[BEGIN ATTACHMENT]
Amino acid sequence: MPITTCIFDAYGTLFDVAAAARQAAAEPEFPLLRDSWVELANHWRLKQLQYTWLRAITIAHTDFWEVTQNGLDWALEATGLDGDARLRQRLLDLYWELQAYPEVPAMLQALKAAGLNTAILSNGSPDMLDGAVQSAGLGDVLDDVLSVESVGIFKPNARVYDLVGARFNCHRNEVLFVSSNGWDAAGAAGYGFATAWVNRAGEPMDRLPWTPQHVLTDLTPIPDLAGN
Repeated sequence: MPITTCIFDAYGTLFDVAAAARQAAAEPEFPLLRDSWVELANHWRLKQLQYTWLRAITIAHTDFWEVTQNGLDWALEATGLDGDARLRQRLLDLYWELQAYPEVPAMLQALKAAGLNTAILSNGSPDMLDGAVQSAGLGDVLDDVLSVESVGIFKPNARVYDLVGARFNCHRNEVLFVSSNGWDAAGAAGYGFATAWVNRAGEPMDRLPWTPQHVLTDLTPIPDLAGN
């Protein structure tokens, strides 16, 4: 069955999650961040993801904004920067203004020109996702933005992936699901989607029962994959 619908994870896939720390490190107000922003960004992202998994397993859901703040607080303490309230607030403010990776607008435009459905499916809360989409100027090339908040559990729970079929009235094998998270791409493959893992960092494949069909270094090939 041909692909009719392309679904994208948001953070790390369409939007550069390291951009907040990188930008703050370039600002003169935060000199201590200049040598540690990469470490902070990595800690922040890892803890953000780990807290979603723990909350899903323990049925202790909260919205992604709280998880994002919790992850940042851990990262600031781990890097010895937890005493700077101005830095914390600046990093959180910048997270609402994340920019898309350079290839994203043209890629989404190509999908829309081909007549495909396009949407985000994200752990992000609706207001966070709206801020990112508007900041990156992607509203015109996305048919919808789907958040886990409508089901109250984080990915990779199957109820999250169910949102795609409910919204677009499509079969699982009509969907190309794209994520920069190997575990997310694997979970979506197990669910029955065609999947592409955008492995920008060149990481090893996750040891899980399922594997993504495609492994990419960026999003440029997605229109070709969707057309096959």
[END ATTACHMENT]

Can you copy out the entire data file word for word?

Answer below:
Amino acid sequence: MPITTCIFDAYGTLFDVAAAARQAAAEPEFPLLRDSWVELANHWRLKQLQYTWLRAITIAHTDFWEVTQNGLDWALEATGLDGDARLRQRLLDLYWELQAYPEVPAMLQALKAAGLNTAILSNGSPDMLDGAVQSAGLGDVLDDVLSVESVGIFKPNARVYDLVGARFNCHRNEVLFVSSNGWDAAGAAGYGFATAWVNRAGEPMDRLPWTPQHVLTDLTPIPDLAGN
Repeated sequence: MPITTCIFDAYGTLFDVAAAARQAAAEPEFPLLRDSWVELANHWRLKQLQYTWLRAITIAHTDFWEVTQNGLDWALEATGLDGDARLRQRLLDLYWELQAYPEVPAMLQALKAAGLNTAILSNGSPDMLDGAVQSAGLGDVLDDVLSVESVGIFKPNARVYDLVGARFNCHRNEVLFVSSNGWDAAGAAGYGFATAWVNRAGEPMDRLPWTPQHVLTDLTPIPDLAGN
């Protein structure tokens, strides 16, 4: 069955999650961040993801904004920067203004020109996702933005992936699901989607029962994959 619908994870896939720390490190107000922003960004992202998994397993859901703040607080303490309230607030403010990776607008435009459905499916809360989409100027090339908040559990729970079929009235094998998270791409493959893992960092494949069909270094090939 041909692909009719392309679904994208948001953070790390369409939007550069390291951009907040990188930008703050370039600002003169935060000199201590200049040598540690990469470490902070990595800690922040890892803890953000780990807290979603723990909350899903323990049925202790909260919205992604709280998880994002919790992850940042851990990262600031781990890097010895937890005493700077101005830095914390600046990093959180910048997270609402994340920019898309350079290839994203043209890629989404190509999908829309081909007549495909396009949407985000994200752990992000609706207001966070709206801020990112508007900041990156992607509203015109996305048919919808789907958040886990409508089901109250984080990915990779199957109820999250169910949102795609409910919204677009499509079969699982009509969907190309794209994520920069190997575990997310694997979970979506197990669910029955065609999947592409955008492995920008060149990481090893996750040891899980399922594997993504495609492994990419960026999003440029997605229109070709969707057309096959």